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Confessions of a Mailbox Haunt

The Rich Writer: Confessions of a Mailbox Haunt

The Rich Writer

How to Thrive on the Writer's Road

Wednesday, July 11, 2007

Confessions of a Mailbox Haunt

Successful writers seem to agree on one key to publication: you have to submit your work. It's not the only key, of course, but it is an important part of the process.

It's also a tough part of the process. I mean, you have to send your carefully-crafted story out into a world where books are business rather than emotionally-charged symbols of the author. In order to write a great story, you have to create an emotional connection with the characters; but in order to pursue publication, you have to relinquish that connection enough to let the inevitable rejections slide off your back. It can be challenging.

That's why I celebrate a bit every time I send out a manuscript. The Last Violin is currently visiting agent Andrea Somberg, of Harvey Klinger Literary Agency. I had the chance to meet her at the 2007 Pikes Peak Writers Conference. She made an exceptionally good impression on me--not only is she a delight as a person, she was quick on her feet in the question-and-answer session and she's a fan of Diane Duane's So You Want to Be a Wizard series. What more could anyone want?

Since I've been sending out articles and short stories for years now, I thought that I was immune to submission anxiety. I have a confession, though: I've become a mailbox haunt. At least, that's what I call it. I haven't heard it named before, but every writer I know has experienced it in some point in his or her career.

Here's how it works: After submitting a manuscript, I become acutely attuned to the habits of the postal service. I knows the sound of the postal truck's engine, know the precise time of day that the mail arrives (3:30 pm), and still make occasional mid-morning trips to the mailbox, just in case the postal carrier decided to make a surprise delivery. Any trips up the driveway also require mailbox checks. (I'm not sure what I'm thinking--that the mail will materialize within? That I somehow missed an important envelope in the rear? That the postal carrier made a stealth trip through the neighborhood?)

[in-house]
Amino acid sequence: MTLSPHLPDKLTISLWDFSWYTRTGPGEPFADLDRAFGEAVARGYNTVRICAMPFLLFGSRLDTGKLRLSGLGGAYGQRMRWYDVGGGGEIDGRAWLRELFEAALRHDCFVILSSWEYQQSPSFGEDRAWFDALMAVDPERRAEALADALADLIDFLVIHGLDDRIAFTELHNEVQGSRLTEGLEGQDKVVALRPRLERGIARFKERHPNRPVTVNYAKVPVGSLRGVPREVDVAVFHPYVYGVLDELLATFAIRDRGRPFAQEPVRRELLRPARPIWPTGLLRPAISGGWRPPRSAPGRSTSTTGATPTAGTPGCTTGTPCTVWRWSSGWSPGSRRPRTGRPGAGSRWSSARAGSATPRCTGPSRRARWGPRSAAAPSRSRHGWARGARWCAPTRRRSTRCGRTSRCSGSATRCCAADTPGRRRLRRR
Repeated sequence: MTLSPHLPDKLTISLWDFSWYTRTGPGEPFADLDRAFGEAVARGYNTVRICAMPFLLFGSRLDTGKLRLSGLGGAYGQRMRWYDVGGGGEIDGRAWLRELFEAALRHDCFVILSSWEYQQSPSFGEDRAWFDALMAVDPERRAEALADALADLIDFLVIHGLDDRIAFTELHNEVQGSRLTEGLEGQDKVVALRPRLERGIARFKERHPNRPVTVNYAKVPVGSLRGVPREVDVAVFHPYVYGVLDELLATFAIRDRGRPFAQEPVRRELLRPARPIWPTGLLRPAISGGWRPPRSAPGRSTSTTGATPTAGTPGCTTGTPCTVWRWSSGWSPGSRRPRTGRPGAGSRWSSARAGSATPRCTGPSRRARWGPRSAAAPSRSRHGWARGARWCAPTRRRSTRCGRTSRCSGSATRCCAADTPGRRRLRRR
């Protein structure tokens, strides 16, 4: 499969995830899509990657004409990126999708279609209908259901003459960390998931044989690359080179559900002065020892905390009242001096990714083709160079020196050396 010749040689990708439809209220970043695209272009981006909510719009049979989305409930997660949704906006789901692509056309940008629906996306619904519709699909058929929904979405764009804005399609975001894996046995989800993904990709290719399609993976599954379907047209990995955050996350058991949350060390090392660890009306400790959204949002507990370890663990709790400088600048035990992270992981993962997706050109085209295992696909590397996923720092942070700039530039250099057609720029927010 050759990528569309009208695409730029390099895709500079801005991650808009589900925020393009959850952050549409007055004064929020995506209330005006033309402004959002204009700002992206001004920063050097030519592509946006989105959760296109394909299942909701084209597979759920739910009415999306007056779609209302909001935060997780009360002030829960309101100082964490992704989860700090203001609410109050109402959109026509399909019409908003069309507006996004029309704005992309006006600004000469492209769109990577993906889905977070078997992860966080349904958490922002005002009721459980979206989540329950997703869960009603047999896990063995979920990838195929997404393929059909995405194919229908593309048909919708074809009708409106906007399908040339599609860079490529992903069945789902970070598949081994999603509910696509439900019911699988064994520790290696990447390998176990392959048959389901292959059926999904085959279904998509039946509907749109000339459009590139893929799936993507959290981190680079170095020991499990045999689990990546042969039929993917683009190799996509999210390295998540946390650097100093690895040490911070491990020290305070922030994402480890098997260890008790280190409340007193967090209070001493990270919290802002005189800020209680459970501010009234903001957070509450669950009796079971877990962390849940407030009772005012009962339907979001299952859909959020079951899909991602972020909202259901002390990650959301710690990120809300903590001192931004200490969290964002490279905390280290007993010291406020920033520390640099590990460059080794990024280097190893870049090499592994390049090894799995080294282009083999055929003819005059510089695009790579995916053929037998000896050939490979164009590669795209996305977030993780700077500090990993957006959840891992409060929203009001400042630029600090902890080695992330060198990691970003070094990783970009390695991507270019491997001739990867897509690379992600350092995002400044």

Each mailbox visit causes a slight increase in heart rate as my mind reviews the far reaches of possibility--quickly followed by another, more reasonable voice: "You just sent your story yesterday, Cheryl. It hasn't reached the editor's desk yet, much less prompted a reply."

Sigh. Luckily, I have plenty of other fun projects to distract me from this unfortunate tendency, because I know the drill: Submit, submit, submit, until my skin thickens a bit more and I no longer spend the day half-listening for the mail truck. Until I no longer fight the urge to haunt neighborhood mailboxes.

Wait--I sent Andrea an e-mail query! Gotta go check my in box....

:) Cheryl

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